The Man From Nowhere or Ahjeosshi or 아저씨 (2010)
Back in the 1980s and 90s, there were a run of films featuring “action stars” like Jean Claude Van Damme and Steven Seagal. Let’s take Nowhere to Run (1993) as an example. Van Damme is a convict newly released. He wanders into a situation on a farm and defends the widowed mother and two kids from certain death at the hands of a rapacious property developer. The essence of such stories is always a man possessed of amazing fighting skills, often with a military background, who defends others from harm (this can include the environment and animals as in On Deadly Ground (1994)). Being Hollywood, there’s always a strong theme of righteousness about the hero. In most films, he’s not a vigilante and is always seen to have a higher moral code than those he fights. Even when the hero is a “criminal”, i.e. has been convicted of a serious offence, there’s usually a backstory to show he’s not so bad. This is not exactly to excuse his past or what he does. Simply there’s a lot of whitewash used to cover up the fact such heroes usually leave a significant number of victims in their wake either dead or with what would be permanent disabilities. Why? There’s a fundamental paradox in operation. Hollywood crafts myths based on the idea of the hero. By definition, the majority of heroes are expected to be “good” people or they are bad people who redeem themselves through their actions. This makes it inconvenient to show heroes with feet of clay. Hollywood therefore squared the circle by sanitising the violence on screen. We would see all manner of mayhem and death, whether by major exchanges of bullets leaving rooms and/or entire building shredded or destroyed, but it was rare for us to be shown raw brutality. If such images did appear on-screen, the “bad” guys were the ones responsible thereby making our hero look better (if not good) by comparison.
The Man From Nowhere or Ahjeosshi or 아저씨 (2010) is a magnificent film from Korea playing in the same sandpit, but it embraces realism to a greater degree. All the action revolves around the tension between a major gang which deals both in drugs and organs for transplants, and the police. As part the drug distribution network, there are clubs used as post offices where content changes hand to move down for sale on the streets. One such club is staked out by the police led by Detective Kim Chi-Gon (Kim Tae-Hun) but, before they can make the arrests, Jung Hyo-Jeong (Kim Hyo-Seo), a dancer at the nightclub, tasers the intermediary and runs off with the heroin. Sadly, this dancer is a serious addict and, although she has a boyfriend who helped her, the heroin is mostly intended as her stash. Not surprisingly, the leaders of the gang are outraged their drugs have been stolen. The police are upset their plans to follow the drugs through the distribution chain have been frustrated. The dancer has a young daughter named Jung So-Mi (Kim Sae-Ron). She’s already on the verge of becoming a criminal, acting violently to her peers in and out of school, stealing from shops, and so on. The only one who even vaguely takes any notice of her is Cha Tae-Sik (Won Bin) who runs a low-life pawnshop.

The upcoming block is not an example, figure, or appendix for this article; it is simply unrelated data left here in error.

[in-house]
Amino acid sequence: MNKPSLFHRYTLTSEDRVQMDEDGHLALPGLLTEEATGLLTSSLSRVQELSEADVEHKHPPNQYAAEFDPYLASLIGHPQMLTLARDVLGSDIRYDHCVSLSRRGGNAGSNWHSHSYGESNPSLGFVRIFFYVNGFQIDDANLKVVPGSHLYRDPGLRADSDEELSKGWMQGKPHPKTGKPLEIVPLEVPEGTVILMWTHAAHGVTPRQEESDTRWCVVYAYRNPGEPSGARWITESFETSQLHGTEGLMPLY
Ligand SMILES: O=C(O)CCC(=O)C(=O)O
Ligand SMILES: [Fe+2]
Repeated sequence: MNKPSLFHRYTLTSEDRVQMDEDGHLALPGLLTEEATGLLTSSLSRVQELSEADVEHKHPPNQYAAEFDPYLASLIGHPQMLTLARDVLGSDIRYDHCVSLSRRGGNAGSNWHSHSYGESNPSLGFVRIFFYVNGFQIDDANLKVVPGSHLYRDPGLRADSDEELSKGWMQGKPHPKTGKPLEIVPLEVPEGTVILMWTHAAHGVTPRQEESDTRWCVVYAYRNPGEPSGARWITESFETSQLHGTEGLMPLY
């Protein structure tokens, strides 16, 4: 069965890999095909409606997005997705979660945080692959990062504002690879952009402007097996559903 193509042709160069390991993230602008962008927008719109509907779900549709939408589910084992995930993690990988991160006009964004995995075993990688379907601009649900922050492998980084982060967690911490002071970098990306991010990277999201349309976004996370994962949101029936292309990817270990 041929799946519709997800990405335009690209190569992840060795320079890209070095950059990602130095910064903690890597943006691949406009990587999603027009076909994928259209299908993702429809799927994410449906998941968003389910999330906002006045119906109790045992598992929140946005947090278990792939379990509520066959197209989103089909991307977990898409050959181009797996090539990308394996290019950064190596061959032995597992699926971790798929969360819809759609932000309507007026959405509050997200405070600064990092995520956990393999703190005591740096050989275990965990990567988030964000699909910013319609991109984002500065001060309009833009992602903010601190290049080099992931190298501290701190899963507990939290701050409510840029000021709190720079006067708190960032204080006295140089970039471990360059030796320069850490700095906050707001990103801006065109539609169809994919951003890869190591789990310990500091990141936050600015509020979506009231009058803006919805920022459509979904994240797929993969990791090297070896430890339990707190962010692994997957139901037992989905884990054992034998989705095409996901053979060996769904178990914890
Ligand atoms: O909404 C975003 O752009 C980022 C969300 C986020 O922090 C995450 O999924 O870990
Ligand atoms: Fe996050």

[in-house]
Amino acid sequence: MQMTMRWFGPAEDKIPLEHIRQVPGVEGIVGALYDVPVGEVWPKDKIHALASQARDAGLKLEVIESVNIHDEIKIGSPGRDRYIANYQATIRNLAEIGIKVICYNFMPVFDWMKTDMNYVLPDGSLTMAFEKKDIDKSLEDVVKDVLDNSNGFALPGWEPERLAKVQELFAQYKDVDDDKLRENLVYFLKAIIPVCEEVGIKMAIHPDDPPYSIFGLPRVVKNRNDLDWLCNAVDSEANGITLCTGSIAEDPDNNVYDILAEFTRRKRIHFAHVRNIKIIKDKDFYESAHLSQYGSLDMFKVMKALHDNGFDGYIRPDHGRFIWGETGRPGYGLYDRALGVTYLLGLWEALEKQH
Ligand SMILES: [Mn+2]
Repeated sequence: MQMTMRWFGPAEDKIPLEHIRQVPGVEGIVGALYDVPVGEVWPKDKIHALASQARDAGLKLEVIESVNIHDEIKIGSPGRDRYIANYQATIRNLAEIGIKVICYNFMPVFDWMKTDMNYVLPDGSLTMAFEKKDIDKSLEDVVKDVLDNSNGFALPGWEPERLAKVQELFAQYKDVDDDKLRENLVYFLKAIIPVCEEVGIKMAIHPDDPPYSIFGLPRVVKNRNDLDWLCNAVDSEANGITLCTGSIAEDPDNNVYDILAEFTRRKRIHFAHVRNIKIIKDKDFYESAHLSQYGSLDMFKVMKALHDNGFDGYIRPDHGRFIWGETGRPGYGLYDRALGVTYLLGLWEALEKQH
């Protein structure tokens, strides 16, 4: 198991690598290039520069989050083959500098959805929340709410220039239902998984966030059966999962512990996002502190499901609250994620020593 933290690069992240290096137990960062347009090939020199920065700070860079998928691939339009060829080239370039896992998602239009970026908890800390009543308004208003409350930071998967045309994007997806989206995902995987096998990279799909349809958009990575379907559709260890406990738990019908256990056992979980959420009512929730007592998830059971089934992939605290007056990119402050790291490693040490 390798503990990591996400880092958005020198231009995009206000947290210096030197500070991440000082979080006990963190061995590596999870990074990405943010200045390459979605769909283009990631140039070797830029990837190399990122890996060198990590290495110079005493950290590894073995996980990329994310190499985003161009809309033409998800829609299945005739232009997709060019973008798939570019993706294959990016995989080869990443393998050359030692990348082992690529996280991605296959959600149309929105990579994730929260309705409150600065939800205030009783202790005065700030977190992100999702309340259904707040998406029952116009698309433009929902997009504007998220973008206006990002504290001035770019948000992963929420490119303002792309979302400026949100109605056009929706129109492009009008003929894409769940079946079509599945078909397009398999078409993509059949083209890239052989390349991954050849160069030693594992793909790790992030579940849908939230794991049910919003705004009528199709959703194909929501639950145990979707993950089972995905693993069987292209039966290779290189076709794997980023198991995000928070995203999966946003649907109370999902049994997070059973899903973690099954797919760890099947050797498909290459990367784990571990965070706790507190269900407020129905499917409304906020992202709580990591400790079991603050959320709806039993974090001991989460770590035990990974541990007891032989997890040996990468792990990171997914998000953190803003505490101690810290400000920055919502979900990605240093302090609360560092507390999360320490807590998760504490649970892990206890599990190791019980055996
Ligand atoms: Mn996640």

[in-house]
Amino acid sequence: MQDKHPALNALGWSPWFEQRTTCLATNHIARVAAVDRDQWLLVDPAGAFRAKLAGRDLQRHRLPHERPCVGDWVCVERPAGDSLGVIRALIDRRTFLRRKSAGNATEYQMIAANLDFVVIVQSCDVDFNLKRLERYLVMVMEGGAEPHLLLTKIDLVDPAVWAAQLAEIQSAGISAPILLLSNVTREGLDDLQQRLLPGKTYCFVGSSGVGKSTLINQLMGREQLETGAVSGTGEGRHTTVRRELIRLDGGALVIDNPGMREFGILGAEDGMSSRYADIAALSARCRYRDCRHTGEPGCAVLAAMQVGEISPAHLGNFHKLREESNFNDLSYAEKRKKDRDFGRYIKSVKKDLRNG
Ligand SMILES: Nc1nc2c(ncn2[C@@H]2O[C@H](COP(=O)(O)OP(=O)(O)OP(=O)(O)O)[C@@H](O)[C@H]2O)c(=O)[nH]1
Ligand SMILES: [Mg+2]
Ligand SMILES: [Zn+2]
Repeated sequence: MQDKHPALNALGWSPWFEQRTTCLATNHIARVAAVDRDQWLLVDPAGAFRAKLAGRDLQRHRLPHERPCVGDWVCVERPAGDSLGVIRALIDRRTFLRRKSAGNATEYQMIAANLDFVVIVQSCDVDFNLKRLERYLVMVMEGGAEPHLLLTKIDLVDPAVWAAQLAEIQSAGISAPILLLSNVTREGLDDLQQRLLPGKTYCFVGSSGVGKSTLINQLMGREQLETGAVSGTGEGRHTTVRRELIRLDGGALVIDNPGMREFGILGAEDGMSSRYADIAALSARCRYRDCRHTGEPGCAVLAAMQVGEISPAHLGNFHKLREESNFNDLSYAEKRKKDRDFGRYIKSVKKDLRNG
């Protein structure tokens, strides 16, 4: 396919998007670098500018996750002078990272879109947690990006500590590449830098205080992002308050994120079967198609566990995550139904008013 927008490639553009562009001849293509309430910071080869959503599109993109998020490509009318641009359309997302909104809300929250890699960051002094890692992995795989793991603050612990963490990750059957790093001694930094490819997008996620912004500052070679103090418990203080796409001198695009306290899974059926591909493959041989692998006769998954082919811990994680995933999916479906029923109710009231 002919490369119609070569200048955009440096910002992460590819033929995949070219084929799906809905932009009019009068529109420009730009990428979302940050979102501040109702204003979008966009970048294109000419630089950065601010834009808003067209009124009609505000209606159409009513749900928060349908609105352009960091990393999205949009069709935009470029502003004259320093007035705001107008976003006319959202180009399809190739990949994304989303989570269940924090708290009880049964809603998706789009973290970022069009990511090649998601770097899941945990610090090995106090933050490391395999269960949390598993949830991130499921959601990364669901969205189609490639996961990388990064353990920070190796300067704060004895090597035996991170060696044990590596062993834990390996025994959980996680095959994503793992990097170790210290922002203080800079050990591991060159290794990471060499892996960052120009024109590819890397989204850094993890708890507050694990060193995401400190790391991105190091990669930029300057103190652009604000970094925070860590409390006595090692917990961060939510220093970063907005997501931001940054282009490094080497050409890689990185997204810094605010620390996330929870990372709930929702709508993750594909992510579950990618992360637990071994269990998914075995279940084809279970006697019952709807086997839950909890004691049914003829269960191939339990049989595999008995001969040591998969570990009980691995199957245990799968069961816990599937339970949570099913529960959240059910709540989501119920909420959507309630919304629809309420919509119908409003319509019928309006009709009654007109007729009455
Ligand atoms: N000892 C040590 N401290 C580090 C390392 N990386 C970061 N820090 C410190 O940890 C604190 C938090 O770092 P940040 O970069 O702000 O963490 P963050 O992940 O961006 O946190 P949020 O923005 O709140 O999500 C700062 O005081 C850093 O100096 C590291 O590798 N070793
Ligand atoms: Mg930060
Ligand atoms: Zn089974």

One day, he takes a bag containing a camera and other items from So-Mi. He does not care that she probably stole it from her useless mother. He keeps it and “lends” her a few dollars. Unfortunately this bag has the stolen heroin sewn into the lining. In due course, the heavies led by Ramrowan (Thanayong Wongtrakul) turn up, take away mother and daughter, and prevail on Cha Tae-Sik to hand over the bag. Ramrowan immediately identifies Cha Tae-Sik as “different” and the gang bosses decide to frame him to distract attention from themselves. They separate mother and daughter, killing the mother and harvesting all her organs. They plant her body in the trunk of a car which is given to Cha Tae-Sik with instructions to go to the headquarters of a rival gang. The police are called and Cha Tae-Sik is arrested along with all the other gang members. Particular attention focuses on him when the body is found. There’s a nice joke about using the Americans to get around Korean security systems for classifying sensitive information. This enables the police to make an identification but it’s only later we see the backstory in flashbacks to understand how Cha Tae-Sik came to be in this rundown place. The film now falls into the traditional mould of our self-motivated hunter escaping police custody and tracking down the gang to rescue the girl. On the way, there are some delightful sequences, one of the most interesting explaining how the Chinese gangs use disposable children to work for them. There are also some terrific fights, with two against Ramrowan who proves a formidable opponent.
So with the caveat that there’s quite a lot of blood spilled and some creepy moments involving human organs and their extraction, The Man From Nowhere or Ahjeosshi or 아저씨 is sensationally good. Won Bin is genuinely malevolent and particularly dangerous because he no longer cares whether he survives. Kim Sae-Ron does a good job as So-Mi. Her role is a lot more than as a perky kid who has to look scared a lot of the time. Thanayong Wongtrakul is a thoughtful “villain” while all the gang leaders are the usual arrogant and not very bright thugs. At every level, The Man From Nowhere or Ahjeosshi or 아저씨 is worth seeing.